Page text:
In standard models, economic activity fluctuates symmetrically around a ``natural rate'' and stabilization policies can dampen these fluctuations but do not affect the average level of activity. An alternative view–labeled the ``plucking model'' by Milton Friedman–is that economic fluctuations are drops below the economy's full potential ceiling. If this view is correct, stabilization policy, by dampening these fluctuations, can raise the average level of activity. We show that the dynamics of the unemployment rate in the US display a striking asymmetry that strongly favors the plucking model: increases in unemployment are followed by decreases of similar amplitude, while the amplitude of the increase is not related to the amplitude of the previous decrease. We develop a microfounded plucking model of the business cycle. The source of asymmetry in our model is downward nominal wage rigidity, which we embed in an explicit search model of the labor market. Our search framework implies that downward nominal wage rigidity is consistent with optimizing behavior and equilibrium. In our plucking model, stabilization policy lowers average unemployment and thereby yields sizable welfare gains.
In the workhorse models currently used for most business cycle analysis, economic activity fluctuates symmetrically around a “natural rate” and stabilization policy does not appreciably affect the average level of output or unemployment. At best, stabilization policy can reduce inefficient fluctuations around the natural rate. As a consequence, in these models the welfare gains of stabilization policy are trivial.
An alternative view is that economic contractions involve drops below the economy's full-potential ceiling or maximum level. Milton Friedman proposed a “plucking model” analogy for this view of business cycles: “In this analogy, [...] output is viewed as bumping along the ceiling of maximum feasible output except that every now and then it is plucked down by a cyclical contraction” (Friedman 1964, 1993). In the plucking model view of the world, improved stabilization policy that eliminates or dampens the “plucks”–i.e., contractions–increases the average level of output and decreases the average unemployment rate. Stabilization policy can therefore potentially raise welfare by substantial amounts.
We show that the dynamics of the US unemployment rate strongly favor the plucking model of business cycles. An implication of the plucking model–highlighted by Friedman–is that the dynamics of unemployment should display the following asymmetry: economic contractions are followed by expansions of a similar amplitude–as if the economy is recovering back to its maximum level–while the amplitude of contractions are not related to the previous expansion–each pluck seems to be a new event. We refer to this asymmetry as the plucking property. We present strong evidence that the US unemployment rate displays the plucking property: The increase in unemployment during a contraction forecasts the amplitude of the subsequent expansion one-for-one, while the fall in unemployment during an expansion has no explanatory power for the size of the next contraction.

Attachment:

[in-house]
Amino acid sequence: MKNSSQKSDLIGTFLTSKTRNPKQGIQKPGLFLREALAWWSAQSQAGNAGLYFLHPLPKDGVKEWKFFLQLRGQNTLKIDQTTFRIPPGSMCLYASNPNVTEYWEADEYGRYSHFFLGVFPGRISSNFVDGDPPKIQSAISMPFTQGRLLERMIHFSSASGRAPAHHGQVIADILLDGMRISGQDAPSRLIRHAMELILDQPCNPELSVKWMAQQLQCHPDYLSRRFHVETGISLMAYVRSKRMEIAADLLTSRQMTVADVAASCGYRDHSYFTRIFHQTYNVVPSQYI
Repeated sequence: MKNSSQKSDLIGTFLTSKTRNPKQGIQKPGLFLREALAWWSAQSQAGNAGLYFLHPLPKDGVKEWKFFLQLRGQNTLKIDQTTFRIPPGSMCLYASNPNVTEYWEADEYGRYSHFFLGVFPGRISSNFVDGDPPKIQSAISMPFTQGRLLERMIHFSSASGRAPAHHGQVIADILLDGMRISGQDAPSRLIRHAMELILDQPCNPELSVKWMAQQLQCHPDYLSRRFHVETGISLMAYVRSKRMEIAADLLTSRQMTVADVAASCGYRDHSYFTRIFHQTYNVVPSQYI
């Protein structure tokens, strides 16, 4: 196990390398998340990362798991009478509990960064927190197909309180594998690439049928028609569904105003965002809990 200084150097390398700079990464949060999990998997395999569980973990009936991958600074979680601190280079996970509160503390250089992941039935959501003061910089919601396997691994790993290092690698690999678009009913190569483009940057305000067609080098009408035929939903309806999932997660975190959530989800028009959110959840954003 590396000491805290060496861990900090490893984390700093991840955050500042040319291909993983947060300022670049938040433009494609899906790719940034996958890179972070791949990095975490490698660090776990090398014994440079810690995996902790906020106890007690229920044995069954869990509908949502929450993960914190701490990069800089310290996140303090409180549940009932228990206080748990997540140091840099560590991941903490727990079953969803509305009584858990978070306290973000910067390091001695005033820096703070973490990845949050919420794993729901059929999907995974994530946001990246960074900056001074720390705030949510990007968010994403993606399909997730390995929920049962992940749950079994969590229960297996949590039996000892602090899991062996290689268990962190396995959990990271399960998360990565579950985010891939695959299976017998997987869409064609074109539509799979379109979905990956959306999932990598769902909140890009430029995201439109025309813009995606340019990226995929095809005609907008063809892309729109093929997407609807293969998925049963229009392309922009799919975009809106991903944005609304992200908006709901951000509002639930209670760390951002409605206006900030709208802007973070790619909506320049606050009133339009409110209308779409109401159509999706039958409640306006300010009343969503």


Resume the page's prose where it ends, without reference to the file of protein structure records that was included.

Our empirical evidence suggests that macroeconomic policy evaluation should be conducted using models that can capture the plucking property. To this end, we consider whether a workhorse search model of the labor market can account for the plucking property we document in the data. We find that the standard version of this model cannot. The aggregate labor-demand schedule of this model features some non-linearity that can generate a modest amount of the plucking property, but much less than in the data.
To match the facts about plucking that we document in the data, we introduce downward nominal wage rigidity into the search model. We show that our search model augmented with downward nominal wage rigidity can quantitatively match the plucking property. Intuitively, our model reproduces the plucking property because good shocks mostly lead to increases in wages, while bad shocks mostly lead to increases in unemployment.
The plucking nature of our model has important normative implications. It implies that fluctuations in unemployment are fluctuations above a resting point of low unemployment, not symmetric fluctuations around a natural rate. As a consequence, a reduction in the volatility of aggregate shocks not only reduces the volatility of the unemployment rate, but also reduces its average level. Eliminating all aggregate shocks in our calibrated model reduces the average unemployment rate from 5.8% to 4.6%
Updated on: 01/16/2020 17:14